Economy Leaves Americans with Empty Plates
More than 35 million Americans, including 12 million children, either live with or are on the verge of hunger. In New Jersey alone, an estimated 250,000 new clients will be seeking sustenance this year from the state’s food banks. But recently, as requests for food assistance have risen, food donations are on the decline, leaving food bank shelves almost empty and hungry families waiting for something to eat.
The situation is dire, no more so than at the Community FoodBank of New Jersey (CFBNJ), the largest food bank in the state, where requests for food have gone up 30 percent, but donations are down by 25 percent. Warehouse shelves that are typically stocked with food are bare and supplies have gotten so low that, for the first time in its 25 year history, the food bank is developing a rationing mechanism.
As the state’s key distributor of food to local banks – providing assistance to nearly 1,700 non-profits in the state serving more than 500,000 people a year – the stability of replenishment of the CFBNJ is essential to ensuring that individuals in need have access to food.
If everyone could just do a little, it would help those in need a lot. To help, people can:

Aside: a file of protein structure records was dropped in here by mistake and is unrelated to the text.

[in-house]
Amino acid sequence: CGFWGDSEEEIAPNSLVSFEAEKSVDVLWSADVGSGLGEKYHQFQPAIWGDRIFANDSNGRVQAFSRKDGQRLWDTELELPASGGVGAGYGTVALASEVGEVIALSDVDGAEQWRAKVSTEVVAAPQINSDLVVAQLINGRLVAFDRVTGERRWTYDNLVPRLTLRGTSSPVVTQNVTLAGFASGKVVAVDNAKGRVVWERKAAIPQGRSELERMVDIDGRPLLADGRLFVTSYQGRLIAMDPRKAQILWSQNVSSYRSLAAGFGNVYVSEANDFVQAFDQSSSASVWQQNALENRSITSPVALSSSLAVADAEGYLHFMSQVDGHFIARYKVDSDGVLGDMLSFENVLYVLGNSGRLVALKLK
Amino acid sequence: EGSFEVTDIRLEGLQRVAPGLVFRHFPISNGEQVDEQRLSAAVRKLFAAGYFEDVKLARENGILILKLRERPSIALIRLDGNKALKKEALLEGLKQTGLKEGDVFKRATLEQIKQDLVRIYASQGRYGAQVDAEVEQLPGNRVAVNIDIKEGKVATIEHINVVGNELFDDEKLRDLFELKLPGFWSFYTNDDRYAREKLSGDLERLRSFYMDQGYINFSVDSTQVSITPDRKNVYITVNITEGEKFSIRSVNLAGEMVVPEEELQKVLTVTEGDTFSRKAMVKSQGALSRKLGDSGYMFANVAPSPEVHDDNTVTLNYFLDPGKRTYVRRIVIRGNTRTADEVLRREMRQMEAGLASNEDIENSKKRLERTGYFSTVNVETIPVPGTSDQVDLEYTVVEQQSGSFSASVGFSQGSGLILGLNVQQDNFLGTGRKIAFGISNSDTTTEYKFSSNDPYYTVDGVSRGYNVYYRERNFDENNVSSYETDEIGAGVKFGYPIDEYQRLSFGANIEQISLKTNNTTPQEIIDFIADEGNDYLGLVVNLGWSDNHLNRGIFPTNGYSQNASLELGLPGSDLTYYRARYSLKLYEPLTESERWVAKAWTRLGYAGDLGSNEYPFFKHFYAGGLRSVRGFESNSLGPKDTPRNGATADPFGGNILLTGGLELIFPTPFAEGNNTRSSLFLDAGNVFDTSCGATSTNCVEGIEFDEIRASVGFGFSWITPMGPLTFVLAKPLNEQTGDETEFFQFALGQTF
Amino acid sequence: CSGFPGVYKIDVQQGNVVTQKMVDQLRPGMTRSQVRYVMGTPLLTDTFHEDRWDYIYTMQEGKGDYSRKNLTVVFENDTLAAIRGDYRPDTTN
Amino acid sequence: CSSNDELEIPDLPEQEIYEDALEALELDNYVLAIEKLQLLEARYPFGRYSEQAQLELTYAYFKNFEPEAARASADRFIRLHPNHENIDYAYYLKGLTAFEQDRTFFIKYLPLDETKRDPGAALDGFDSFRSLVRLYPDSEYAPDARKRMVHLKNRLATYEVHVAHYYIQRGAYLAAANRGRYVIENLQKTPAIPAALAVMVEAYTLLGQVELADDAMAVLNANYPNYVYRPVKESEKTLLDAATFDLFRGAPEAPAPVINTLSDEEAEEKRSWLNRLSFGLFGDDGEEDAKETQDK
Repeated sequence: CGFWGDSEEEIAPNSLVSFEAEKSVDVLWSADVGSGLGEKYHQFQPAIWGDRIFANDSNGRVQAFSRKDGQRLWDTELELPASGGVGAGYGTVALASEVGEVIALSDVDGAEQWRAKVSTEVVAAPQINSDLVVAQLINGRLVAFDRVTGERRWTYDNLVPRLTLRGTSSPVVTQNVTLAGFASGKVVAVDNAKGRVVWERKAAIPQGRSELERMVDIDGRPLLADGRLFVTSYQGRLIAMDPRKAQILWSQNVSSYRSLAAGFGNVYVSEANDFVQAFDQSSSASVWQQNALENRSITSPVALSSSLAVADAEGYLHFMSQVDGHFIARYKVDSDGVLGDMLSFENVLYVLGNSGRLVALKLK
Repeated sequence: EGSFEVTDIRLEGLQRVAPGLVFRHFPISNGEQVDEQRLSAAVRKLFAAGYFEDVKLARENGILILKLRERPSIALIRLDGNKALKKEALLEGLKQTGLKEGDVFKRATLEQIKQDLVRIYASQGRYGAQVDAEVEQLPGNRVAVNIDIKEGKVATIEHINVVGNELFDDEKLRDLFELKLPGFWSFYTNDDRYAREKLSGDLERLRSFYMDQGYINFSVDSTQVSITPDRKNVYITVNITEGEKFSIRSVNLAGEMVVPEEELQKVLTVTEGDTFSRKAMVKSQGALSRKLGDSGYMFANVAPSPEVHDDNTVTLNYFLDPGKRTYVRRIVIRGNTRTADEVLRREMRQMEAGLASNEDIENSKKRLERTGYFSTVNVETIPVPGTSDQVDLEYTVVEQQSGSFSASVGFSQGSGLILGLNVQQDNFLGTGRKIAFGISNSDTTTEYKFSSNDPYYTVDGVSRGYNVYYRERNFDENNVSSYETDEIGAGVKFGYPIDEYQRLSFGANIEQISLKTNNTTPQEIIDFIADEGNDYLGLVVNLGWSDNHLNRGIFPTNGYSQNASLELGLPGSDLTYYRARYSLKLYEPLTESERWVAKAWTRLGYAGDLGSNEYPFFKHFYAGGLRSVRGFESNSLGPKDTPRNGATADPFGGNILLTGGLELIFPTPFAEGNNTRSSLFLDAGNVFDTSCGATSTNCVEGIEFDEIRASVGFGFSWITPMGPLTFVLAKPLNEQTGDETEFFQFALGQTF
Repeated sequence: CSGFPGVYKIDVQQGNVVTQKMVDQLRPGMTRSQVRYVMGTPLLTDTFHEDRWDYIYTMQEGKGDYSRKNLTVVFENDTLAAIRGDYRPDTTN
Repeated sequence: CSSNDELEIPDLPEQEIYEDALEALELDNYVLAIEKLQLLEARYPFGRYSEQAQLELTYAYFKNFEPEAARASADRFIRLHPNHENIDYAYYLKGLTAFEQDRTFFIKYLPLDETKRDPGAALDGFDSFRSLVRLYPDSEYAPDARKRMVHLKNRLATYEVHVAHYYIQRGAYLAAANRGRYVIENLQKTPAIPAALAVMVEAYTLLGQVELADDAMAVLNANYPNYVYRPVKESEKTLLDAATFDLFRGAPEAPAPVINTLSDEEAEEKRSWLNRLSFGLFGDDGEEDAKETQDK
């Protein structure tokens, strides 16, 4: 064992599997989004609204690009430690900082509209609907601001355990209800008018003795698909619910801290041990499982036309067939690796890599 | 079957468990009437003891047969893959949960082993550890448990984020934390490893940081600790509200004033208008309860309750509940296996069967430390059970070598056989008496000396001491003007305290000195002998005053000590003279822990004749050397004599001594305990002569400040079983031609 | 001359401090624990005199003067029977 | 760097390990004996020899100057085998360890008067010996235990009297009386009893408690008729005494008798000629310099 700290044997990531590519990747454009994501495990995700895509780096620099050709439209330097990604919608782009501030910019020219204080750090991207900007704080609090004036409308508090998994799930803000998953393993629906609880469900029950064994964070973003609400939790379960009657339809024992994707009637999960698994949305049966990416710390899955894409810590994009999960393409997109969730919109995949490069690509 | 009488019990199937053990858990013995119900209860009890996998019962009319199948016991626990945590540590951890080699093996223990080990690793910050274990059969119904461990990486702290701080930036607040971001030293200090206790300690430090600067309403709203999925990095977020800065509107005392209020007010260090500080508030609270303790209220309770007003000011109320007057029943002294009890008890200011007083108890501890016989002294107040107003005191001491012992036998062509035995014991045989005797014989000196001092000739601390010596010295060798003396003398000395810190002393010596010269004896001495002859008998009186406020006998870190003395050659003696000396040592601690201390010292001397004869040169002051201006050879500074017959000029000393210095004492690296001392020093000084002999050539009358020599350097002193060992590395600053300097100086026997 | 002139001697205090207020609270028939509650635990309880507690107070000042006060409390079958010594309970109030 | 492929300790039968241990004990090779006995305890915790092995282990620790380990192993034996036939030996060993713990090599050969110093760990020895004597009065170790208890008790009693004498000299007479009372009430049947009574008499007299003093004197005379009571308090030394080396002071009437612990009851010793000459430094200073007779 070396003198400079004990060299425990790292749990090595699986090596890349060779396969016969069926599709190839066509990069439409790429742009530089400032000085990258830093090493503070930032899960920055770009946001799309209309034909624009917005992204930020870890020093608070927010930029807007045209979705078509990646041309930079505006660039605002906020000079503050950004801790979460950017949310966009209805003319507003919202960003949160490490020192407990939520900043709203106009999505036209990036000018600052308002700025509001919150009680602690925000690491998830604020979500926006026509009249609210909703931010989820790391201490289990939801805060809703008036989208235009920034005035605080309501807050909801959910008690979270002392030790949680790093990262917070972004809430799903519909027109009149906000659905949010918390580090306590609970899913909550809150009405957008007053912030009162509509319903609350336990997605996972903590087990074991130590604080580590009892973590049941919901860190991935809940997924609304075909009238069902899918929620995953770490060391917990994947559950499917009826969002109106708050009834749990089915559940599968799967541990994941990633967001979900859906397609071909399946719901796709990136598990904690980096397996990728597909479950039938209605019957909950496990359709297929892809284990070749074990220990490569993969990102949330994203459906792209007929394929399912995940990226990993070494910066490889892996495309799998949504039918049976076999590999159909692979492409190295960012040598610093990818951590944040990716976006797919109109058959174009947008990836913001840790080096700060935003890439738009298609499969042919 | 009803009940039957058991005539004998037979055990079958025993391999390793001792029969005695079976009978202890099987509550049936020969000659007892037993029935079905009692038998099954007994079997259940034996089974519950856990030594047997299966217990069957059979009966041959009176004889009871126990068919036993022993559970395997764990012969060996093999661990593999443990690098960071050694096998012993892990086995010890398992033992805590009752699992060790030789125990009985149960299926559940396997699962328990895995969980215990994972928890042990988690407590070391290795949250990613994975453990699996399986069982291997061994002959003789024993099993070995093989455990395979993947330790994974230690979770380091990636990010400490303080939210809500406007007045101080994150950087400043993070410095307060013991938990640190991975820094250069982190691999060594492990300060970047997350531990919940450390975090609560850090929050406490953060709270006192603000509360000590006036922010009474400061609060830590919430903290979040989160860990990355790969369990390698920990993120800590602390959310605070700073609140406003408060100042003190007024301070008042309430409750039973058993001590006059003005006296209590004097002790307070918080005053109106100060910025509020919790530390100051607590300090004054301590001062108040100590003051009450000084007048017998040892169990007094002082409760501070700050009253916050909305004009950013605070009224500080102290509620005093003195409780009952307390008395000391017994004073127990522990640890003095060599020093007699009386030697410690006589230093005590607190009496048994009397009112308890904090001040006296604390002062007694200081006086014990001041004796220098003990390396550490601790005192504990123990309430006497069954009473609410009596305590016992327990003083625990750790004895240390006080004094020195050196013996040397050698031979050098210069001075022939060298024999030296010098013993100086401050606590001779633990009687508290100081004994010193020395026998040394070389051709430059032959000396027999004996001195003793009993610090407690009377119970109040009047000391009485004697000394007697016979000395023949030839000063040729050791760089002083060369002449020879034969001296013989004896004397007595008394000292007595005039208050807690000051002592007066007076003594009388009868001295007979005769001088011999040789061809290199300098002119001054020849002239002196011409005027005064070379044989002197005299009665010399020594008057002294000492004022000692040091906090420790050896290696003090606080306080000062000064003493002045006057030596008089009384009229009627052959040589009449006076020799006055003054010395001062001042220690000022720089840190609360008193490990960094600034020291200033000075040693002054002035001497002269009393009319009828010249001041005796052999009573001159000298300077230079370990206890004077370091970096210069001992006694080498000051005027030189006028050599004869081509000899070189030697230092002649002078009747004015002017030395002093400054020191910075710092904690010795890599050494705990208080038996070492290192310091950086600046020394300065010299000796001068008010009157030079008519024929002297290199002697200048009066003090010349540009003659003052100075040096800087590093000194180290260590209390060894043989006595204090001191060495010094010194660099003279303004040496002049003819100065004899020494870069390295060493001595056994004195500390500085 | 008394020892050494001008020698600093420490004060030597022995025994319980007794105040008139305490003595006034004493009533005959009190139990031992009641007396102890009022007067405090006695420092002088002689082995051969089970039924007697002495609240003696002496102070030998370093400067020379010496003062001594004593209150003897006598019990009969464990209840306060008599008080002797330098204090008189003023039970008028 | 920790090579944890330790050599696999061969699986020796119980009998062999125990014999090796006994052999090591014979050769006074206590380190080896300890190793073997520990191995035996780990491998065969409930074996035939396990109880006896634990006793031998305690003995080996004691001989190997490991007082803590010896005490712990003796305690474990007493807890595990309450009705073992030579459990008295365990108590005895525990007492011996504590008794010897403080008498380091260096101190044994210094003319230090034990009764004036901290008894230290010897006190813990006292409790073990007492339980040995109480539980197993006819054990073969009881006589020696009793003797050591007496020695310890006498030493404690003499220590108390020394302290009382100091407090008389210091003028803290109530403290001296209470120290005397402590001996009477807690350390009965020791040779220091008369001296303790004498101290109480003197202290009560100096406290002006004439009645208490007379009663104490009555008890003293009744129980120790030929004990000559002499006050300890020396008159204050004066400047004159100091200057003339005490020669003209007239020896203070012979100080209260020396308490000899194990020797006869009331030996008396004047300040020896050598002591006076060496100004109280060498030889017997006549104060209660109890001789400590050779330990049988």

1. Make a monetary contribution: Visit http://www.njfoodbank.org.
2. Donate food: Drop off a bag of food at your local food pantry.
3. Organize a food drive: The CFBNJ can help explain the logistics of starting a food drive. Just call 908-355-FOOD.
4. Help “Check Out Hunger:” Look for the “Check Out Hunger” coupons at your local supermarket and donate. No donation is too small!
One thing that people commonly confuse is the role of the food bank. The CFBNJ is similar to a wholesale distributor, as they provide food to more than 1,600 charities throughout the state, which then give food directly to the hungry (the food bank does not give food directly to individuals). The food bank also does not accept small amounts of food, such as a cart of groceries. They encourage those donations go directly to a local food pantry or soup kitchen. Rather, the food bank accepts large quantity food donations, such as a truck full of groceries, as well as monetary donations which they stretch to purchase food at wholesale prices, such as 300 lb. bags of rice, for example.
Thank you for taking the time to review all this. Please contact me ASAP if you would like to participate. We are planning to do press releases and include the list of blogs involved.